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Judging the judge: Senate committee to question Sotomayor this week

The would-be Supreme Court justice will get a chance to address concerns some have about potential liberal bias or judicial activism.

July 12, 2009|David G. Savage and James Oliphant

WASHINGTON — When Judge Sonia Sotomayor goes before a Senate committee this week, she will be pressed to answer a question that has lingered since President Obama nominated her for the Supreme Court.

If given a lifetime appointment, will she be a justice who views the law through a liberal lens shaped by her Latino heritage? Or will she follow her long track record as a moderate judge who sticks to the facts and the law regardless of the outcome?

Despite speeches in which Sotomayor has said that "gender and national origins . . . will make a difference in our judging" and that she hoped a "wise Latina" would "more often than not reach a better conclusion than a white male," liberal groups and the White House point to analyses of her more than 400 decisions as proof that she is a judge first, not an activist.

As a New York City prosecutor, corporate lawyer, trial judge and appeals court judge, Sotomayor has an "extraordinary record of following, defending and upholding the rule of the law," Senate Judiciary Committee Chairman Patrick J. Leahy (D-Vt.) said.

Many Republicans, however, are not convinced.

They assert that as a justice, Sotomayor probably would follow Obama's call for "empathy" -- and show it for some litigants more than others. "Whatever this empathy standard is . . . it is more akin to politics than law," Sen. Jeff Sessions (R-Ala.) said.

With her up-from-the-projects life story, Sotomayor looks to be a sure bet to win confirmation by the Democrat-controlled Senate. If so, she would be the second woman among the nine justices, its third Democratic appointee and its sixth Roman Catholic.

The historic nature of Sotomayor's nomination -- the Bronx-born child of Puerto Rican parents would be the first Latina to join the high court -- could pose a political problem for Republicans who vote against her. The party lost support among Latino voters during the last presidential election, and two of the seven Republicans on the 19-member Judiciary Committee represent states with large Latino populations: Sens. John Cornyn of Texas and Jon Kyl of Arizona.

Since her nomination May 26, Sotomayor has avoided stumbles -- other than a fall in New York's LaGuardia Airport that left her with a broken ankle and a cast. She made the rounds of the Senate offices and described her "wise Latina" comment as a verbal misstep.

Her supporters say she was speaking of the virtues of a judge having a diverse set of experiences, not asserting that one ethnic background was superior to another.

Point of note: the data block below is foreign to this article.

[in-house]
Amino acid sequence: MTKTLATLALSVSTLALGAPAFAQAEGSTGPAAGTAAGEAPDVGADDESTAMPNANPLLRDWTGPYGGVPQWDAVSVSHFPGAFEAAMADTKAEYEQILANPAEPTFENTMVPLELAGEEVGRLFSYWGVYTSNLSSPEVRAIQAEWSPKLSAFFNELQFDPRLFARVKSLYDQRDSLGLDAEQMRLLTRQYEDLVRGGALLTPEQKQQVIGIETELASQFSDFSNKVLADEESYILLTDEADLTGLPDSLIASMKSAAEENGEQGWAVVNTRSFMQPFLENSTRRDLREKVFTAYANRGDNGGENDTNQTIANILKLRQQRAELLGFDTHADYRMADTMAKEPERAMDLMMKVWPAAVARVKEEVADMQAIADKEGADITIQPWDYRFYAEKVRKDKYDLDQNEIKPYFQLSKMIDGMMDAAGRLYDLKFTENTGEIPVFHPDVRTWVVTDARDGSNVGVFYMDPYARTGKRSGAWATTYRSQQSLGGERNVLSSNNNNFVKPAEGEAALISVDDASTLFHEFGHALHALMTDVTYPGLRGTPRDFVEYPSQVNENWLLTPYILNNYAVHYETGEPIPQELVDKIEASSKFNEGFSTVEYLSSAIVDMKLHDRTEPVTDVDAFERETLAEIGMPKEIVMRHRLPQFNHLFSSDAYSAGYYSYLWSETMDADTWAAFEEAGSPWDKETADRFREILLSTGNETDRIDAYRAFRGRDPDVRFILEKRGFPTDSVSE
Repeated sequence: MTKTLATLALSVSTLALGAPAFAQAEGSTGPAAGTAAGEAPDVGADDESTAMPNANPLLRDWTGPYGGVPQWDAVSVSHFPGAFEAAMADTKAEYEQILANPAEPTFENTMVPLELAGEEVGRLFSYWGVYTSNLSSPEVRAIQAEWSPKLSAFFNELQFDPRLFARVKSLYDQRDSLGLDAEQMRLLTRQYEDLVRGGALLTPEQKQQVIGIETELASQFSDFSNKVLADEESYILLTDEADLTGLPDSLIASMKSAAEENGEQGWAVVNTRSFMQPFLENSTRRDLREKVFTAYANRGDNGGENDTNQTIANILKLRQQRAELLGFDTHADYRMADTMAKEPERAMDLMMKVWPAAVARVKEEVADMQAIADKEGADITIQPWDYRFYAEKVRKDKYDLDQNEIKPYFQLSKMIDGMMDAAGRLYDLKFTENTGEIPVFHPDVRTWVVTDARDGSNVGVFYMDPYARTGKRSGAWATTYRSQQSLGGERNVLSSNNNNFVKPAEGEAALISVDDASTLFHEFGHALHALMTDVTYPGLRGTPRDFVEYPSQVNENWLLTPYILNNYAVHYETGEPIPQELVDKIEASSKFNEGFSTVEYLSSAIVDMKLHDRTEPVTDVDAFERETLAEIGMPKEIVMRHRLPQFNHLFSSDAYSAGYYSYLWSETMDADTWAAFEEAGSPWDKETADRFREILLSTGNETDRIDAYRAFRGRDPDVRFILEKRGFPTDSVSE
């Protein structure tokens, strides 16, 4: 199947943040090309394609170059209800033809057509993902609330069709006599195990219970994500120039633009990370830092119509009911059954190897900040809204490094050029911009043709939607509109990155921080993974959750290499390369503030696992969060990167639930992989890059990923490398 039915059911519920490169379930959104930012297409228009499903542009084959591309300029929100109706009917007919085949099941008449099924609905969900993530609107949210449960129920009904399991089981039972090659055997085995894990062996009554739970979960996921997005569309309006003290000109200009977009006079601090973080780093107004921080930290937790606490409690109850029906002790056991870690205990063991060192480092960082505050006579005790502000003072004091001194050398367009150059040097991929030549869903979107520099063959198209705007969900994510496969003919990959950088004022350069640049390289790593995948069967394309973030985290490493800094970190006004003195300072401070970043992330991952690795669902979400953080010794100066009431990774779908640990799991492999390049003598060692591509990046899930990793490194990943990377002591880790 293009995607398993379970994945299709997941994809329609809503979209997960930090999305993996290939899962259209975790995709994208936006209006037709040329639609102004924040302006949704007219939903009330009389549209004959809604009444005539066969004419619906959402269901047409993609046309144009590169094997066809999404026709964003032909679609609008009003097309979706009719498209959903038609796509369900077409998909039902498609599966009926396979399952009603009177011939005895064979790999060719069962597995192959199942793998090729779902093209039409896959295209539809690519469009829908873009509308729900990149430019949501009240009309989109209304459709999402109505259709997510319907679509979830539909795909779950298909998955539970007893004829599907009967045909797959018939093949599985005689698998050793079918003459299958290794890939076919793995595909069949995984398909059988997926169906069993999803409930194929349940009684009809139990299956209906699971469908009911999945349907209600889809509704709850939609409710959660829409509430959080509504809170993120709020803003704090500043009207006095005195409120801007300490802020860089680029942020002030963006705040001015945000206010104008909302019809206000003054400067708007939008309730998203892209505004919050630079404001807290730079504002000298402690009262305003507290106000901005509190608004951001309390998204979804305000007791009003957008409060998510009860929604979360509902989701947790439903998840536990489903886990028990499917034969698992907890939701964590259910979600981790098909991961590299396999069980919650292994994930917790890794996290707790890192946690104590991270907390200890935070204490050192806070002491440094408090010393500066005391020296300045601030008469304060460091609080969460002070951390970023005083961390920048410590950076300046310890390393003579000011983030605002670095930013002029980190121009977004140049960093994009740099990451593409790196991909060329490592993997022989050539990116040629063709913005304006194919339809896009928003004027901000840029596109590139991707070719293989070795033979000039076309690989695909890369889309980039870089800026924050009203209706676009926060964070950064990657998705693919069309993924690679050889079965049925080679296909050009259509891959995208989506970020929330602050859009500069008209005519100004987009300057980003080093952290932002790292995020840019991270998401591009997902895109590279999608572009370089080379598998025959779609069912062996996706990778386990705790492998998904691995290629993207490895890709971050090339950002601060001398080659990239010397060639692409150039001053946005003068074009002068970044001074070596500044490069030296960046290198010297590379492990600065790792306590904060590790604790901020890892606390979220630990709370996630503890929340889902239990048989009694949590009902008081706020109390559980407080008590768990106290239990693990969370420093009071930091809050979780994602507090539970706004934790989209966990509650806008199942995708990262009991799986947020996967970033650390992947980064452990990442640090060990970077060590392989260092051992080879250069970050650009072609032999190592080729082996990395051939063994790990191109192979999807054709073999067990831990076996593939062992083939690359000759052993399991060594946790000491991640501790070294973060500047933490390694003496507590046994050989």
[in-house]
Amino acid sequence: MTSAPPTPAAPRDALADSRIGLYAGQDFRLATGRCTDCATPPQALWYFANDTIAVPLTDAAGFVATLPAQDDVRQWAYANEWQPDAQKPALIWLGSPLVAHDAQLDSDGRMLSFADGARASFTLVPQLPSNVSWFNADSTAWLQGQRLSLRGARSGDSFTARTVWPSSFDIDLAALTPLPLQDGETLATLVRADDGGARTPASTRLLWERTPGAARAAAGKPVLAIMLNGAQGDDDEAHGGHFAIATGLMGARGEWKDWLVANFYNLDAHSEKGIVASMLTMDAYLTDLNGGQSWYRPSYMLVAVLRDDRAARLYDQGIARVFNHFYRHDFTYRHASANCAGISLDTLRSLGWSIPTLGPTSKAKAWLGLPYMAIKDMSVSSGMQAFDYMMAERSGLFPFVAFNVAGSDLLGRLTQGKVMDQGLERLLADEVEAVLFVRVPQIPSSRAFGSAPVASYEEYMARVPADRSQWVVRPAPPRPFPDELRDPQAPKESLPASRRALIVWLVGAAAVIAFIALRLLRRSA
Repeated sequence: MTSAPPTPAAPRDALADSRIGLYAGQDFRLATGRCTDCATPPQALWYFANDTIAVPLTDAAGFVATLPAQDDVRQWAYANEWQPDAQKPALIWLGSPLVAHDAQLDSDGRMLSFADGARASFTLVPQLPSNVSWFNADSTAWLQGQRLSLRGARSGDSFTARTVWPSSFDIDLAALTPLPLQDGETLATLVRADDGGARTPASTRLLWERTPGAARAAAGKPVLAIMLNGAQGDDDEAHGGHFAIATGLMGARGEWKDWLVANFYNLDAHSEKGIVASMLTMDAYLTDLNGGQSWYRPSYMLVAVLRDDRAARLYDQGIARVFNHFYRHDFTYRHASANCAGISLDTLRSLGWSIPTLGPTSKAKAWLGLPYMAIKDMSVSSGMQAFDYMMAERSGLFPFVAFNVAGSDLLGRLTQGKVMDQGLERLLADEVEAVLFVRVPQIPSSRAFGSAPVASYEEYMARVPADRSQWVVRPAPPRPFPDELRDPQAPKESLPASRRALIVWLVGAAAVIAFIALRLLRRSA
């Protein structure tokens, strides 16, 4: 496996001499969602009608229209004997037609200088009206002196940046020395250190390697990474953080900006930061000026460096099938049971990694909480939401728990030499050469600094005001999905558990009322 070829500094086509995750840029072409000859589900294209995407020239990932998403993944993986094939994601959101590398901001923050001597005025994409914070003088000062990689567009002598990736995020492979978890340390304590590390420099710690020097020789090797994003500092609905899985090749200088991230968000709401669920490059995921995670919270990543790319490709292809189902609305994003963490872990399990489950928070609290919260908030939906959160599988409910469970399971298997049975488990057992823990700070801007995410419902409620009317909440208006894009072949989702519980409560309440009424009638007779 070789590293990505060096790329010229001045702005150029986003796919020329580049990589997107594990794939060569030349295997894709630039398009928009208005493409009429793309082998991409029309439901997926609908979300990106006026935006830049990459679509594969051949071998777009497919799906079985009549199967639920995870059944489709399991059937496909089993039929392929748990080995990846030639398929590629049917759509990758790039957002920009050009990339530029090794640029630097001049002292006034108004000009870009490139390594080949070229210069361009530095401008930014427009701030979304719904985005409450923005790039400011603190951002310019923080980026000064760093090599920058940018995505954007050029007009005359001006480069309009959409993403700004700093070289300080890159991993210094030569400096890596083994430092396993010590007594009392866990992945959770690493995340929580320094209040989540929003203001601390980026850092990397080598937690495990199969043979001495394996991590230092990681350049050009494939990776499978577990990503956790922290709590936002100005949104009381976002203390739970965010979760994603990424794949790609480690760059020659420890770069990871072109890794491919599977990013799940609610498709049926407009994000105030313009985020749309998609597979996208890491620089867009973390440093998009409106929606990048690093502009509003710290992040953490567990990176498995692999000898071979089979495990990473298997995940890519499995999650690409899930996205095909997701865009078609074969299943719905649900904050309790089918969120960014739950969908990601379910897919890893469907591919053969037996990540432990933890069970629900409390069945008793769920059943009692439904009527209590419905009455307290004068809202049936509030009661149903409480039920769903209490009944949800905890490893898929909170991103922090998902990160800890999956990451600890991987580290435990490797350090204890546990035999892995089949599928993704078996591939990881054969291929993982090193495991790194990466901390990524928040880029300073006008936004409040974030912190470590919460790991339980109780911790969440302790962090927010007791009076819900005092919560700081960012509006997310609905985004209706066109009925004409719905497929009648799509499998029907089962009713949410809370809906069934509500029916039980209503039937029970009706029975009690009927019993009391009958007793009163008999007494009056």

Rachel F. Moran, a law professor at UC Irvine, has known Sotomayor since their days as students at Yale Law School. She invited the judge to speak at UC Berkeley in 2001, at a conference on the shortage of Latinos on the bench. It was there that Sotomayor spoke of her hope that a wise Latina would make better decisions as a judge.

"I was caught off guard by all the attention this has received," Moran said recently. "People are affected by their background and experience. Her claim was not that your individual perspective is better or worse, but that you reach better outcomes when multiple perspectives are represented. That's why we have nine people [on the Supreme Court] reviewing decisions."

But Sessions, the ranking Republican on the Judiciary Committee, has linked that speech to Obama's comment about empathy and Sotomayor's decision last year to reject a discrimination claim from white firefighters in Connecticut. And the lawmaker has questioned whether Sotomayor would be an impartial judge.

"Empathy is great, perhaps, if you're the beneficiary of it," he said in a Senate speech last week. "But it is not good if you are the litigant on the wrong side of the case, if you don't catch the judge's fancy, or if you fail to appeal to a shared personal experience."

Sotomayor has described herself as an "affirmative action baby," and she has spoken in favor of strict limits on campaign spending. Both stands should put her with the court's liberal bloc. However, she twice has ruled in favor of using police evidence that was obtained through faulty searches, a stand that could put her with Chief Justice John G. Roberts Jr. and his fellow conservatives.

Law professors who have examined her decisions as a judge say they see few signs that she is a liberal activist.

"I think she will be a moderate liberal who favors narrow decisions, not all that different from [Justices Ruth Bader] Ginsburg or [Stephen G.] Breyer," said Amanda Frost, a law professor at American University. "Her opinions reveal her to be someone who respects the limits of the judicial role."

Frost and others predict Sotomayor would prove to be more like moderately liberal David H. Souter, the retiring New Hampshire jurist she would replace, than Justice William J. Brennan, the liberal whom Souter replaced in 1990.

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